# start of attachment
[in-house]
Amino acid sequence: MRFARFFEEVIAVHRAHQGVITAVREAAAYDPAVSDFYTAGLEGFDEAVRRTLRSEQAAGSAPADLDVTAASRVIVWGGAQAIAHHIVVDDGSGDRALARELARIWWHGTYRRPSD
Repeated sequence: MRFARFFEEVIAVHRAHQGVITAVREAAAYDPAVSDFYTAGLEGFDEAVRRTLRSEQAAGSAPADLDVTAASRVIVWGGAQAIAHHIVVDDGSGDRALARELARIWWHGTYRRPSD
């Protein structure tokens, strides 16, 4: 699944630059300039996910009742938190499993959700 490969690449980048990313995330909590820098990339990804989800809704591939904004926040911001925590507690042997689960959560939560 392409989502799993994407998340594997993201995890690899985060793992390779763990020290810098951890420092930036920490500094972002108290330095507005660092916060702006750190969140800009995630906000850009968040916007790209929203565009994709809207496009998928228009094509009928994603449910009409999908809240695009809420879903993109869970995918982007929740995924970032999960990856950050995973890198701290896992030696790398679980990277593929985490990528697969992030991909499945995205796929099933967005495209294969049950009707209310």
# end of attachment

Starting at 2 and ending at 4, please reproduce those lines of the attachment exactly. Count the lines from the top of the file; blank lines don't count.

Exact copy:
Amino acid sequence: MRFARFFEEVIAVHRAHQGVITAVREAAAYDPAVSDFYTAGLEGFDEAVRRTLRSEQAAGSAPADLDVTAASRVIVWGGAQAIAHHIVVDDGSGDRALARELARIWWHGTYRRPSD
Repeated sequence: MRFARFFEEVIAVHRAHQGVITAVREAAAYDPAVSDFYTAGLEGFDEAVRRTLRSEQAAGSAPADLDVTAASRVIVWGGAQAIAHHIVVDDGSGDRALARELARIWWHGTYRRPSD
């Protein structure tokens, strides 16, 4: 699944630059300039996910009742938190499993959700 490969690449980048990313995330909590820098990339990804989800809704591939904004926040911001925590507690042997689960959560939560 392409989502799993994407998340594997993201995890690899985060793992390779763990020290810098951890420092930036920490500094972002108290330095507005660092916060702006750190969140800009995630906000850009968040916007790209929203565009994709809207496009998928228009094509009928994603449910009409999908809240695009809420879903993109869970995918982007929740995924970032999960990856950050995973890198701290896992030696790398679980990277593929985490990528697969992030991909499945995205796929099933967005495209294969049950009707209310």